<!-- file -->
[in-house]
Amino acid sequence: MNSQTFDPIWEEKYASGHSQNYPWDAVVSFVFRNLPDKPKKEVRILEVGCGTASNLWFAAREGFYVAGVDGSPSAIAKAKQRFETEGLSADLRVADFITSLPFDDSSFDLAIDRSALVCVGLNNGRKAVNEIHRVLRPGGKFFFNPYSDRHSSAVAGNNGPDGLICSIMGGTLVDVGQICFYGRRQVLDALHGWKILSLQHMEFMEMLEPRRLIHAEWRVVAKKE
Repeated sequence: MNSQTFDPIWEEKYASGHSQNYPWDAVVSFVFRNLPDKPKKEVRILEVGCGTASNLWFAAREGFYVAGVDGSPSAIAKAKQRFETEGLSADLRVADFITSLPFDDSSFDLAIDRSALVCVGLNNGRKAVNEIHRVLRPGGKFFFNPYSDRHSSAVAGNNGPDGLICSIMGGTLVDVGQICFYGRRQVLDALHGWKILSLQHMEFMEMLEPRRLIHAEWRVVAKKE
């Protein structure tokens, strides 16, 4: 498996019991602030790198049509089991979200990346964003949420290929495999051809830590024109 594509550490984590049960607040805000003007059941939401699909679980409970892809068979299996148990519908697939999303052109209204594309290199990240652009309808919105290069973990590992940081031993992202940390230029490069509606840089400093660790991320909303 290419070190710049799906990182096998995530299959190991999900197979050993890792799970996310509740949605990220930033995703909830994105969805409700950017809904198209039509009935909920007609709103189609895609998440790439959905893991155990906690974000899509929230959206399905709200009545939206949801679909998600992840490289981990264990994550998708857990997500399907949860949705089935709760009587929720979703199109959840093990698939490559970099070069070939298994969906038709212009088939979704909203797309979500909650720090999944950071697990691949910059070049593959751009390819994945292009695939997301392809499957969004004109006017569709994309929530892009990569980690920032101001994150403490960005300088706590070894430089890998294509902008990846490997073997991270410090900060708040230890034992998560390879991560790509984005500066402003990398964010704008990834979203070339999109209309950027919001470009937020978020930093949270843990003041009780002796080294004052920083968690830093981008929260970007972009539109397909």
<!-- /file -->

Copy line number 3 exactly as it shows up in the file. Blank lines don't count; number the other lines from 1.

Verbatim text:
Repeated sequence: MNSQTFDPIWEEKYASGHSQNYPWDAVVSFVFRNLPDKPKKEVRILEVGCGTASNLWFAAREGFYVAGVDGSPSAIAKAKQRFETEGLSADLRVADFITSLPFDDSSFDLAIDRSALVCVGLNNGRKAVNEIHRVLRPGGKFFFNPYSDRHSSAVAGNNGPDGLICSIMGGTLVDVGQICFYGRRQVLDALHGWKILSLQHMEFMEMLEPRRLIHAEWRVVAKKE